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Old January 30, 2021, 02:40 PM   #2
Join Date: May 31, 2020
Posts: 16
The .455 Eley was a cartridge of British use (go figure) dating from 1897 and within bore diameter tolerances of the U. S. dimensions of .45 Colt. (Close enough to function well.) It has been in the past nearly impossible to obtain in the U. S. It is more available now, but not on every gun shop shelf (in normal times) and not made to my knowledge in the U. S.

The revolver was issued to the Royal Canadian Mounted Police (RCMP or 'Mounties') after WW 1. The Colt New Service was the same revolver that was the Colt version of the U. S. M1917 revolver in .45 ACP. It is remembered as a robustly build gun, fairly reliable except for the timing wear issues and hideous double action trigger pull endemic to Colt revolvers.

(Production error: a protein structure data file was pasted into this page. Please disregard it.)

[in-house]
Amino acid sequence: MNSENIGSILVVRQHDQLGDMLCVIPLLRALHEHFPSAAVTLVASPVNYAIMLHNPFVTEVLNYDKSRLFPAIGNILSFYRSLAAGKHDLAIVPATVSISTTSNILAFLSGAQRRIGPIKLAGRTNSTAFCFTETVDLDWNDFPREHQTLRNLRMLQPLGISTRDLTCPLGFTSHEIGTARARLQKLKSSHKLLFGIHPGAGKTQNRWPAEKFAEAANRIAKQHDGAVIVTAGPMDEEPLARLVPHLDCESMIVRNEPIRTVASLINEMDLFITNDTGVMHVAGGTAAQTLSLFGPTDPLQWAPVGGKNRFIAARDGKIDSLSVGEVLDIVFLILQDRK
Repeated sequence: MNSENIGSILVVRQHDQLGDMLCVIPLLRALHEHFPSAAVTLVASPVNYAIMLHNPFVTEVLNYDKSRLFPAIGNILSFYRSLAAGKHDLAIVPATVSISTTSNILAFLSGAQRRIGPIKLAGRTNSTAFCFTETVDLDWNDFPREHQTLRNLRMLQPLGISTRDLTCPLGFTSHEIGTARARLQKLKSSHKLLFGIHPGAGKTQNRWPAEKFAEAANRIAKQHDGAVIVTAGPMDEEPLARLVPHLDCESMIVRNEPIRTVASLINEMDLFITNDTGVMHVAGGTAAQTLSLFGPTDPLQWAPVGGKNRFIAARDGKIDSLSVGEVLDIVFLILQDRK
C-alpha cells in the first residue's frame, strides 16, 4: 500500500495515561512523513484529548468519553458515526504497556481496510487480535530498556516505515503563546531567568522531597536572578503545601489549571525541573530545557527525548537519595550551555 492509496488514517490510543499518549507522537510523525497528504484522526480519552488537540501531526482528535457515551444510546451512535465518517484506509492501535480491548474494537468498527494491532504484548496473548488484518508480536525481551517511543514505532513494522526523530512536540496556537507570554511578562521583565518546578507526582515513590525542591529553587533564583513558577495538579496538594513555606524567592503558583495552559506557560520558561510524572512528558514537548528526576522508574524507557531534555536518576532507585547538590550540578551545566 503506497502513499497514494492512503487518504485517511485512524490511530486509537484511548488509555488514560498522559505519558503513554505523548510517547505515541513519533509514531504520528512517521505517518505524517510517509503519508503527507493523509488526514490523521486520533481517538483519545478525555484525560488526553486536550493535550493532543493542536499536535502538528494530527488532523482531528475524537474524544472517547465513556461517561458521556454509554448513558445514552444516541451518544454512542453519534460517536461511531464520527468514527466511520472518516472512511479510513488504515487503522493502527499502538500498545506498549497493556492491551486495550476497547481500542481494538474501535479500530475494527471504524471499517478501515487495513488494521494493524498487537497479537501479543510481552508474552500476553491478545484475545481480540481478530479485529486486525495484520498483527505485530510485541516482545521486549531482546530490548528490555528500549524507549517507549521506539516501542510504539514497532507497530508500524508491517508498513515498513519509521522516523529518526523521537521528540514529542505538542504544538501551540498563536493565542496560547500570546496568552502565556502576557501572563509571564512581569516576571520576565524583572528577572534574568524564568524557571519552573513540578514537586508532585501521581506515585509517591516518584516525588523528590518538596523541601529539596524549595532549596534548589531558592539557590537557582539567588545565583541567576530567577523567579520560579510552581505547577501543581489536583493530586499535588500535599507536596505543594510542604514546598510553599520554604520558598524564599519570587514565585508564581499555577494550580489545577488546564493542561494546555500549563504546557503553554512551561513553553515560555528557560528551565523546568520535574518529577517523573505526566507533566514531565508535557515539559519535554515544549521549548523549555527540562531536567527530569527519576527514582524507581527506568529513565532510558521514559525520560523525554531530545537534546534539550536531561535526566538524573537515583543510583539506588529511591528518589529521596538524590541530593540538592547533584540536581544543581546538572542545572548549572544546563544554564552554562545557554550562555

I've seen and heard of a number of these (RCMP) revolvers with the same altered chambering. I surmise any number were imported to the U. S. when phased out by RCMP. Then converted to .45 Colt as a matter of convenience.

Not sure of the collector value. I would expect a New Service collector would be more interested than a rifle collector.

The .455 was a revolver cartridge and had a fairly healthy rim. The .45 Colt has a rather small rim and could be expected to slip past the extractor star on occasion.

Acceptance stamps. I'm sure the Canadian govt and RCMP had their own marks and protocol. In addition to any stamps affixed by the British govt and Army.
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